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What Does “Reality” Mean: A Look at VR, AR, and MR

What Does “Reality” Mean: A Look at VR, AR, and MR

Have you ever wanted to go skydiving in the middle of your living room?  How about exploring the Grand Canyon from your bedroom?  A little while back, this was not possible. The introduction of virtual, augmented, and mixed realities not only make these experiences possible but are now easily accessible through numerous apps on different mobile platforms.

 

Virtual Reality

Virtual reality comes in many different forms.  In the past, most virtual entertainment systems were connected to a personal computer, which in turn connected to a head-mounted display(HMD). However, companies like Ecocarrier have published VR/AR apps that only require a smartphone device to use. HMDs are also more accessible. Google Cardboard is one of the cheapest headsets on the market and can be ordered from multiple channels.  

We now see VR implemented in a variety of industries. For example, MindMotionPro is a medical VR app that helps patients recovering from strokes regain their stability and motion. The Samsung Gear VR has a number of entertainment apps that allow you to experience concerts and other entertaining events through virtual reality. Fox Sports also has a VR App which allows users to watch live sporting events in VR. Iris is a VR app that assists all facets of construction, including architecture, engineering, and design.  Bravemind’s VR technology is being used by the military to aid veterans who suffer from PTSD (Post Traumatic Stress Disorder).

 

Augmented Reality

Augmented reality, has also made immense progress recently.  AR can be arguably more useful and have a larger market than virtual reality. AR includes the reality of your surroundings,  complemented by digital overlays. A popular example of AR is the mobile game, Pokémon Go. Players walk around, and the AR capabilities of the app reveal specific Pokémon. The app also features a map of the immediate surroundings, and pinpoint the exact location of a specific Pokémon. Using the player’s surroundings, Pokémon Go becomes an interactive game.  AR provides users with information without having to use their hands or alternate devices. Businesses, corporations, academic institutions are also using AR in their processes.  For example, W5GO is an AR learning app for children which makes lessons more interesting and interactive for children.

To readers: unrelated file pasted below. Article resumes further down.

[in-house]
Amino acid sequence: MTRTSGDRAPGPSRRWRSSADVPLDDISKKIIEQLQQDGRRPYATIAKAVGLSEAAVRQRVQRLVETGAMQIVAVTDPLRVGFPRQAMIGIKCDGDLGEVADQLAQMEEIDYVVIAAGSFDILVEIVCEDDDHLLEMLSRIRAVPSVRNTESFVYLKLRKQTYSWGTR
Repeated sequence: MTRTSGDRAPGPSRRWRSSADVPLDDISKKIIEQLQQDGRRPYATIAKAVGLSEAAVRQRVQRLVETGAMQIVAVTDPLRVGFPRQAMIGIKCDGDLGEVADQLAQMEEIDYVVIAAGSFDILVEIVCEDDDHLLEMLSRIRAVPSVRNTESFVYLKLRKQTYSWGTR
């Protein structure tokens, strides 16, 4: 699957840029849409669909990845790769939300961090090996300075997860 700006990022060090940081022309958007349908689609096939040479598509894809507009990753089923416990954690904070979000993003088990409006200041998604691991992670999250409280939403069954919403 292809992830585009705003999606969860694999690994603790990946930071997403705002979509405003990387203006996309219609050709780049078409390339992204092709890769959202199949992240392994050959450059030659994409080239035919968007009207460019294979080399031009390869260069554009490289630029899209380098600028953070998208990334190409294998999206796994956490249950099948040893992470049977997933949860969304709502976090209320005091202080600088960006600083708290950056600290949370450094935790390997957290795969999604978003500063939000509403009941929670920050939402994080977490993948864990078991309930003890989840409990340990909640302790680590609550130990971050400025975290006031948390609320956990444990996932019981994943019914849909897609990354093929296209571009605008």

Mixed Reality

This piece of technology garners a lot attention.  Mixed reality is pretty much what it sounds like: a mix of VR and AR.  Mixed reality allows users to view actual reality, just like augmented reality does.  Users can also view digital graphics overlaying actual reality on their headsets.  However, the difference between MR and AR is that when you encounter a digital object, it appears a lot more realistic because it reacts to your movements.  For example, if you see a digital object on a real table and lean in to get a closer look, this digital object will actually appear closer to you.  

Although virtual reality has been around for a while, it has just recently become a part of everyday life. This was apparent at this years SXSW Interactive Trade Show, as there were many booths that hosted VR, AR, or MR technologies including NASA, Killer Infographics, Baofeng Mojing, and Ecocarrier. NASA is currently using an MR space station to train their astronauts. This MR app works with a robotic crane to give astronauts the feeling of gravity similar to that of Mars or the moon.  Baofeng Mojing is the world’s first company that mass produces personal VR equipment such as headsets and helmets.

The realm of technology has transformed through apps that are VR, MR, and AR-enabled.  Soon, our everyday lives may depend on these technologies.  

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